Actors often speak about "coming alive" on stage, a phrase that always seemed like a sound byte cliche until Tuesday night when I witnessed it happening.
The scene was center stage at Ruth Eckerd Hall but the backstory was backstage, two hours before show time. I'd been asked to moderate an evening with Al Pacino, spending time onstage conversing with the revered actor in front of nearly 1,600 fans. His fans, of course; not mine.
The audience caught Pacino at his moment of resurrection, stepping to center stage in the dark then suddenly bathed in spotlights and a spontaneous standing ovation. After a few seconds I joined him at our chairs but it wasn't the same Al Pacino with whom I'd shared two minutes of small talk at sound check and sneaked glances at backstage.
That Al Pacino seemed shorter, with the tired shuffle of someone who has traveled too much lately. More like Pacino in Insomnia than Serpico. Very cordial and quiet, with a hint of shyness in new surroundings. Most of Pacino's preshow time was spent in a dressing room, except for a browse past the catered buffet, pointing to what an assistant should bring back.
The Al Pacino later greeted on stage had a big grin, firmer handshake and a gleam in his eyes that momentarily threw me off. Pacino was suddenly alive, on a stage with an audience to please and more than enough energy to do it.
People in the theater seats got a terrific show. I got schooled in theatrical alchemy by a master.
I'm certain my colleague John Fleming understands such transformations as a theater critic, the high-wire effect that I now realize Pacino was saving up for. We don't get that feeling in movies, months after the acting fact, with awkward moments edited out.
Everyone seemed to enjoy Pacino's appearance, his anecdotes from making The Godfather and memories of the late Sidney Lumet, who directed him in Serpico and Dog Day Afternoon and came up with the idea to set Scarface in Miami's Cuban boatlift culture of the 1980s.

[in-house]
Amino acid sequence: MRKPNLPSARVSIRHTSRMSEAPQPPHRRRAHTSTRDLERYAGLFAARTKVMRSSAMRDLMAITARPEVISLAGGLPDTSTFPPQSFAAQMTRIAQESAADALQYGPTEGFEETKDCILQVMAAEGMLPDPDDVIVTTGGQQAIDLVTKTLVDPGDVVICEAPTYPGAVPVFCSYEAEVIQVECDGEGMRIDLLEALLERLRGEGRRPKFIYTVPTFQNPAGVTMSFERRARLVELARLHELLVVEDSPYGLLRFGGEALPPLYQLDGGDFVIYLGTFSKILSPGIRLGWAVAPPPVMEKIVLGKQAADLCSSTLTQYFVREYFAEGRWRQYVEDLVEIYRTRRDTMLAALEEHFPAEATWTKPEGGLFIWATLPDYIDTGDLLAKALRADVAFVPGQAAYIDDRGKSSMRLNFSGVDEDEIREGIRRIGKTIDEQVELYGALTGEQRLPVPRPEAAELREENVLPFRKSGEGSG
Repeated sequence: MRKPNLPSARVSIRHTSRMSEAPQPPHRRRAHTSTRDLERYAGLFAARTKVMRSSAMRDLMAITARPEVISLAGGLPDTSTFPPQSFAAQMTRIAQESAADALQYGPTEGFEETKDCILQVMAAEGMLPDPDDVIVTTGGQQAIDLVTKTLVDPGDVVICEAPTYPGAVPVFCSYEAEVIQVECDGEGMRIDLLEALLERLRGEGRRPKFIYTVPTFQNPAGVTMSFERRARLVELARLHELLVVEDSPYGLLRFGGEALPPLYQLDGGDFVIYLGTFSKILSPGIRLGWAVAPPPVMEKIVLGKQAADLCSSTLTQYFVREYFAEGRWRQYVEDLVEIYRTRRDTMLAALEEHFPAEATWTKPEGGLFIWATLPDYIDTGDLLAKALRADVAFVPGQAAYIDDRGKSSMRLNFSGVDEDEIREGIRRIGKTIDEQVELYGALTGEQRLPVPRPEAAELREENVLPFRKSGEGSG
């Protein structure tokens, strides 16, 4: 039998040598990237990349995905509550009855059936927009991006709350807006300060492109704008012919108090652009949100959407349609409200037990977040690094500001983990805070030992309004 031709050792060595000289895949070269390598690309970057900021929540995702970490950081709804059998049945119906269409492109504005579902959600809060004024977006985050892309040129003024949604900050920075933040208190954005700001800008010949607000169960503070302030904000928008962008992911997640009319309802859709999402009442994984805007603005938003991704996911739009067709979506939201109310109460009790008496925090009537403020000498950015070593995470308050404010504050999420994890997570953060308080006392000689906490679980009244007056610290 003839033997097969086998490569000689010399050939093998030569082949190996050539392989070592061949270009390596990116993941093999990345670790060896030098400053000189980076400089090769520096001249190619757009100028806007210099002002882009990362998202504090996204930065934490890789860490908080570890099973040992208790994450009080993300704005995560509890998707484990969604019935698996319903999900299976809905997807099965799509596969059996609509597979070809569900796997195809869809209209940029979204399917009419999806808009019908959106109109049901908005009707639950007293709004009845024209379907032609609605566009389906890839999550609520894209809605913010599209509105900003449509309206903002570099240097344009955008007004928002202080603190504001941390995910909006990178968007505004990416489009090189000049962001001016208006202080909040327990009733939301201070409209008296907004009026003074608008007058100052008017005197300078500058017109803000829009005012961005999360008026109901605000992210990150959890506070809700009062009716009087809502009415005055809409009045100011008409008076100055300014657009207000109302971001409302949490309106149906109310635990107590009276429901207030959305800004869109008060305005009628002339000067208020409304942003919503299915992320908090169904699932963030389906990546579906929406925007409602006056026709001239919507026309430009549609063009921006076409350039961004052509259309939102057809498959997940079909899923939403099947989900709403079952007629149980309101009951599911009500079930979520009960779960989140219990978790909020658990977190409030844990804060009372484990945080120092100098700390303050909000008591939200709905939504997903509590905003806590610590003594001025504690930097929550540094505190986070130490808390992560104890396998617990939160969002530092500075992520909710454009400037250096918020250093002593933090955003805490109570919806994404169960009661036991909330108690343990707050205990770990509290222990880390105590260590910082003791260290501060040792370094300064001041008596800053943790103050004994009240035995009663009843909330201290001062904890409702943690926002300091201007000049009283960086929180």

My apologies to folks lined up for the Q&A who didn't get to ask a question. The show was designated for 110 minutes; it ran 10 minutes later and would've been longer had Pacino not forgotten his eyeglasses backstage, cutting short a dramatic reading finale. To quote Vito Corleone: "There just wasn't enough time."
The best memory I'll take away from Tuesday — it's a twofer; one visual and the other comical, both occurring in a matter of seconds, midway through the audience Q&A.
Someone mentioned the famous "Attica! Attica!" chant from Dog Day Afternoon. "There's a great story about that," Pacino said. Then true to free-form he began spinning another, about a different movie.
Finishing that one, he leaped to center stage and momentarily eclipsed the spotlights, creating a flashy silhouette suitable for a Bob Fosse flick. I nearly swooned before Pacino's voice snapped me back to his "Attica" anecdote. He couldn't find the right word.
"They had a difficult time at, at, that prison, what do they call it?
Behind him, I hesitantly said: "Attica?"
"That's it!" Pacino said, pointing at me and laughing about drawing that particular blank. He probably won't forget it again. Me either.
Steve Persall can be reached at firstname.lastname@example.org or (727) 893-8365.